memeshii shisou ni mazari kizutsukeru
sonna kimi ga nandaka kanashisugiru

chi shibuku honnou fumitsubishi
shi wo kataru

gou to ayumu tenshi saketa ware kono mi to sakebu
batsu to kizamu kaze to kiero ware no akashi wa?

mimi wo kudaku shinsou ni wa dare mo saware yashinai
yokuatsusareta ishi

tsumi wo aganu inochi yo sare

ore ga aku de aru ga yue ni
ikiru imi sae tsumi na no ka


雲と交わす 呼吸を止めて 
嗚呼 ただ 盲目の殻
嗚呼 ただ 忘れていたい
蟻の巣へと 欲を滑らせ 
さあ 今 生まれ変わればいい

明日を眠らせて 振り向く安らぎ
鋭く尖る 感情に身を任せて


冷えた声を響かせ 誓う

業と歩む 天地裂けた我この身と叫ぶ
罰と刻む 風と消えろ我の証は?

「金剛に輝く月はもう 見飽きそうなくらい眺めたんだ
狼にもなれそうにない 闇に狂いそうだ
首を喰らいたい 儚き残骸 眠らせはしないから
甘えたい年頃が・・・小夜なら 君に狂いそうだ」

誰しもが幸福とばかりに 手を伸ばし闇に潜む鬼となる
繰り返す度 崩れてゆくお前等の面が



儚きアンチテーゼ 咽び泣く地へと
憂鬱、背負うまま ざらつく津波に
価値を見出せず 首縊り十三階段

血しぶく 本能 踏み潰し

業と歩む 天地裂けた我この身と叫ぶ
罰と刻む 風と消えろ我の証は





I exchange thought with the clouds. I hold my breath. Ahh, it’s just a shell of blindness. Is that where the bottom is? The shadow burns me. Ahh, I just want to keep forgetting. Slip your desires into the ant’s nest. Come now, all you have to do now is be reborn again.

Let tomorrow sleep and peacefulness will turn to you. Free yourself and go with your razor sharp emotions. Even the twisted flow is the proof that you are alive. I invite the tearfully-indulging tomorrow.

The inculcated Dogra Magra. The pain of the mark ,and the one and only personality. And those colorful eyes all decorated. I don’t want them anymore.
Is hypocrisy going to come and take it away? The lonely red stage at night. I dedicate the following to the aspiring leading actor. That’s where the truth is.

The small corner of my uncheatable heart says “I still want to be here”. Who can’t we forgive? I let them hear my cold voice. And I swear.

I will walk with Karma. I scream with this body of flesh that separates Heaven and Hell. I crave the punishment. What will be the proof of my existence if it disappears with the wind?

“I’ve stared at the strong shining moon long enough to be bored of the Vajra. I can’t even turn myself into a werewolf, but just enough to become crazy by the darkness. I want to suck the neck. The emptiness of the remains. I won’t let you sleep. At the age where you just want attention… adieu, you seemingly become so crazy.”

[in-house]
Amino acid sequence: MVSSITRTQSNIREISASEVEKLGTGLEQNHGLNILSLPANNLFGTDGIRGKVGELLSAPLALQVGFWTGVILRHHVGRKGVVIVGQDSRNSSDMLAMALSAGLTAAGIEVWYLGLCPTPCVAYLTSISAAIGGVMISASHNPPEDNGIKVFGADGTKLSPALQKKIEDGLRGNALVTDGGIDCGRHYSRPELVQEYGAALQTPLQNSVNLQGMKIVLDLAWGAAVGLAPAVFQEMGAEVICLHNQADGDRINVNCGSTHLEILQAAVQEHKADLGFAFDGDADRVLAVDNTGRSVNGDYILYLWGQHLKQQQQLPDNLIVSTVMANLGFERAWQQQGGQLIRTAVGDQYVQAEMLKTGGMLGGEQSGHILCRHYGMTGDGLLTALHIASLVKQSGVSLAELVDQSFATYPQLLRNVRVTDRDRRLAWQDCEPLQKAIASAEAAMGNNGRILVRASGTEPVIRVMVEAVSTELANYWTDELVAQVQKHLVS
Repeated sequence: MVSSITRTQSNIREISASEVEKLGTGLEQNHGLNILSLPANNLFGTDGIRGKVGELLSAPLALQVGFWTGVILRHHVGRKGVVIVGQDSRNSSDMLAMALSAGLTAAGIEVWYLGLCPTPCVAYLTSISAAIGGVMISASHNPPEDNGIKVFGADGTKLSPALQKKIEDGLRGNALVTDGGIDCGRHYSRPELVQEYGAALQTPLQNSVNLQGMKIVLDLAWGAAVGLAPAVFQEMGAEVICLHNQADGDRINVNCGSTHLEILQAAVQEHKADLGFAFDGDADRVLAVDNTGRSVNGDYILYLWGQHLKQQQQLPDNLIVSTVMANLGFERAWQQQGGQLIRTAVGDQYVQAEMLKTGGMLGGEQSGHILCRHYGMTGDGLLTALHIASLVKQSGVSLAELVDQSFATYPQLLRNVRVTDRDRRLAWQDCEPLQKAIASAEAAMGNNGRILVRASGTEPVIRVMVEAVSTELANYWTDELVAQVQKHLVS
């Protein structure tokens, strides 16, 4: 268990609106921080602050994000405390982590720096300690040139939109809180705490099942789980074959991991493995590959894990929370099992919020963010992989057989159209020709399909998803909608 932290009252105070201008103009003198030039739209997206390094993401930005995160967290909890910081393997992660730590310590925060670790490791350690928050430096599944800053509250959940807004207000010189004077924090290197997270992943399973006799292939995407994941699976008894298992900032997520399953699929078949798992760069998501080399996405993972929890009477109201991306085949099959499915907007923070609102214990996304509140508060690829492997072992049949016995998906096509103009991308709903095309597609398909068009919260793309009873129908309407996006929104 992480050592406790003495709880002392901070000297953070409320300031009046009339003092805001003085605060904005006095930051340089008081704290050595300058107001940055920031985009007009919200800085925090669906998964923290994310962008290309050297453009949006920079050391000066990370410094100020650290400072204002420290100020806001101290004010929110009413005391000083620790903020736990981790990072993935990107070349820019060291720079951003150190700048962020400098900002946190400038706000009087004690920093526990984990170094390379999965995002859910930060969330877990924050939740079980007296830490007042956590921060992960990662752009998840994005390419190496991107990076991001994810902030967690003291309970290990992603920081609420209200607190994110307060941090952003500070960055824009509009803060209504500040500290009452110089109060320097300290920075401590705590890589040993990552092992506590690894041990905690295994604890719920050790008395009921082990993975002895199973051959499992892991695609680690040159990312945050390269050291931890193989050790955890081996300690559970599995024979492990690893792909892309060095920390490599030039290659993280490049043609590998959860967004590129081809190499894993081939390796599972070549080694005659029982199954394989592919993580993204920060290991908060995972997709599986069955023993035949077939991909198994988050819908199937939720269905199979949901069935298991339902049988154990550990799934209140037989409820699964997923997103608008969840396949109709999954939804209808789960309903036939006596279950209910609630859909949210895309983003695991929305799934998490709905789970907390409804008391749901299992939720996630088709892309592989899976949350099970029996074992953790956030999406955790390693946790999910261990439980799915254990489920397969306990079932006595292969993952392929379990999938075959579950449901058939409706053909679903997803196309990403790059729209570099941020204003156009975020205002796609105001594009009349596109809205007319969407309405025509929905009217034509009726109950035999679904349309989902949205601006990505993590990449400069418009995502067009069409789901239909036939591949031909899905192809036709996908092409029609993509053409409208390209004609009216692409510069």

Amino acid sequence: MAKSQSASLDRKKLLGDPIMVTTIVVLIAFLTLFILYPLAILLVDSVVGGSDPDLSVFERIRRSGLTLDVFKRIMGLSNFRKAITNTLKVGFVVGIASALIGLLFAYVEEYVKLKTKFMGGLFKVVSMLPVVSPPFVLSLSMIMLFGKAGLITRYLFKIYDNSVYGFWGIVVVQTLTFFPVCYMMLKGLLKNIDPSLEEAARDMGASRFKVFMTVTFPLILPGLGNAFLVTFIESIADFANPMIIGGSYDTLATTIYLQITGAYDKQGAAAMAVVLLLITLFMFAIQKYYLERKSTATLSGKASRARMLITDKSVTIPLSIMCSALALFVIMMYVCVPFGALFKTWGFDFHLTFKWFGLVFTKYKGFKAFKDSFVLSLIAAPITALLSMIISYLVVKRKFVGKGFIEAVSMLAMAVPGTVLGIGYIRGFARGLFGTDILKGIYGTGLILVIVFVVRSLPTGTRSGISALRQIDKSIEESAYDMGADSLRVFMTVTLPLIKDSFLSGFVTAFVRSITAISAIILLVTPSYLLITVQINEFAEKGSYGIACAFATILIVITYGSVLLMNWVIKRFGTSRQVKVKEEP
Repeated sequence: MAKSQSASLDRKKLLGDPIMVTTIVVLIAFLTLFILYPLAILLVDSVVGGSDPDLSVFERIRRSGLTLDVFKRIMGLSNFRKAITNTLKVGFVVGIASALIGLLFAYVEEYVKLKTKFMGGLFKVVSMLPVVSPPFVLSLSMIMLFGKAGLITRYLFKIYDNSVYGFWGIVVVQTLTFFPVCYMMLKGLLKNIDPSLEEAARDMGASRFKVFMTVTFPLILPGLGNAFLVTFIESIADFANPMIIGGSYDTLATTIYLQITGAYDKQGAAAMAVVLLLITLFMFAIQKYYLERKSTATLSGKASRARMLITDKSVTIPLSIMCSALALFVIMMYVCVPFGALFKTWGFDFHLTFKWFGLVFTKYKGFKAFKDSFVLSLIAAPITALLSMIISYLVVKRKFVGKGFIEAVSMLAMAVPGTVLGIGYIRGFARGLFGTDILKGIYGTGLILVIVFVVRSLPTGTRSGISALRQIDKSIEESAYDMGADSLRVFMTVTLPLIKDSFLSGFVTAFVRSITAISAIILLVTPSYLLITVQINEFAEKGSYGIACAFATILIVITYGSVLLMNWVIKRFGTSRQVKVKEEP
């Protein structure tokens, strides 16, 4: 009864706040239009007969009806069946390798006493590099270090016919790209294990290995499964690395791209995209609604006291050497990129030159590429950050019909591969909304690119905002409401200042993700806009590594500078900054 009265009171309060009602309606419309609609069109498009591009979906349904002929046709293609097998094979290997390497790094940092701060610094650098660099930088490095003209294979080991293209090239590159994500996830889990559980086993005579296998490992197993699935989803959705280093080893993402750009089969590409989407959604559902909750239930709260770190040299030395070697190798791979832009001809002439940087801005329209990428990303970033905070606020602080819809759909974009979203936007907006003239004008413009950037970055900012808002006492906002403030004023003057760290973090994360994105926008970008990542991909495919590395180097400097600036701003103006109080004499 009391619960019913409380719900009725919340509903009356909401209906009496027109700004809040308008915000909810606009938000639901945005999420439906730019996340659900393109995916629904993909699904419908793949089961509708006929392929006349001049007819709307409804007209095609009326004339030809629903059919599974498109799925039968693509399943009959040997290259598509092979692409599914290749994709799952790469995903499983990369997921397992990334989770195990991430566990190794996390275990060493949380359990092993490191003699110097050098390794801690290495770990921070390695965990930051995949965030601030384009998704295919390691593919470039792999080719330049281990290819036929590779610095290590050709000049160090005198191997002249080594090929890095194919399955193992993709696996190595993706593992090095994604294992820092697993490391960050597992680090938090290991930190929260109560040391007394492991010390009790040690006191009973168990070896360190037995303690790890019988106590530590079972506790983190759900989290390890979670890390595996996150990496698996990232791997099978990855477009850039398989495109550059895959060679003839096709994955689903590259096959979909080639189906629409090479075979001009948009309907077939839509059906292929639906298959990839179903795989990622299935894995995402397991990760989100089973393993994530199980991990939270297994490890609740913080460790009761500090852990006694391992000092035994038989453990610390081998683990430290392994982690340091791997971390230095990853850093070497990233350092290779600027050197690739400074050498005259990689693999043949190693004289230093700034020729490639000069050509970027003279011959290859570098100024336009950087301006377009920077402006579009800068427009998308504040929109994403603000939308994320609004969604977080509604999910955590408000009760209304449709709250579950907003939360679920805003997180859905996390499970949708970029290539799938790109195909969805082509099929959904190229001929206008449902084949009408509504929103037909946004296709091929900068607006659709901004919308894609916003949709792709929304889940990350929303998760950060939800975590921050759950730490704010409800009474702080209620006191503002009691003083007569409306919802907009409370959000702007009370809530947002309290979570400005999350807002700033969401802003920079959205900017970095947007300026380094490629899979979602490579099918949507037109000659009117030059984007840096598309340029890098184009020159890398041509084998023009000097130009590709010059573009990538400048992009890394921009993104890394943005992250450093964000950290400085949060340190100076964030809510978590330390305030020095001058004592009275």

Everyone wants to reach out their hand and grab happiness, but they just end up becoming the monster that lies deep in darkness. The end has already come to life. It will take form at zero and will crawl back into the uterus and rot. Every time this happens, your face crumbles.

No one wants to talk about the truth that hurts the ear, the suppressed minds.

Compensate the sins and let life be gone.

The emptiness of the antithesis becomes the choking and crying land. Bury the bones in the common land immersed in thesis. Be burdened by depression. The gritty tsunami takes me away and I smile with bitter tears. I couldn’t understand the value of things. The hanging of the necks at the 13 stairs. Seeing people becoming friendly while clapping hands. That mixes in with effeminate thoughts and hurts others. Seeing you like this, it’s just too sad.

Splash of blood. Squashing basic instincts. Talk about death.

I will walk with Karma. I scream with this body of flesh that separates Heaven and Hell. I crave the punishment. What will be the proof of my existence if it disappears with the wind?

No one wants to talk about the truth that hurts the ear. The suppressed minds.

Compensate the sins and let life be gone.

Is it a sin for me to live because I am evil?


Orson Welles on the character of the German from Louis Antoine de Saint-Just on Vimeo.

"Wilson" (played by Kike "Edward G. Robinson") requests an analysis of The German.

The Kike's whore, Welles: "The German sees himself as the innocent victim of world envy and hatred — conspired against, set upon by inferior peoples, inferior nations. He cannot admit to error, much less to wrongdoing — not the German…

"We chose to ignore Ethiopia and Spain. But we learned from our casualty list the price of looking the other way. Men of truth everywhere have come to learn for whom the bell tolled, but not the German. No, he still follows his Warrior gods — marching to Wagnerian strings, his eyes still fixed upon the fiery sword of Siegfried.

"And in those subterranean meeting places that you don't believe in, the German's dreamworld becomes alive and he takes his place in Shining armor beneath the banner of the Teutonic Knights.

"Mankind is waiting for the Messiah but not the German. The Messiah is not the prince of peace, no — he's another Barbarossa — another Hitler.

"People cannot be reformed but from within. The basic principles of equality and freedom never have — never will — take root in germany. The will to freedom has been voiced in every other tongue: "All men are created equal…", “Liberté, égalité, fraternité…”, but in German…"

Some Open Commie: "But there's Marx: 'Proletarians unite!' 'You have nothing to lose but your chains.'"

The Kike's whore, Welles: "But Marx was not a German. He was a Jew."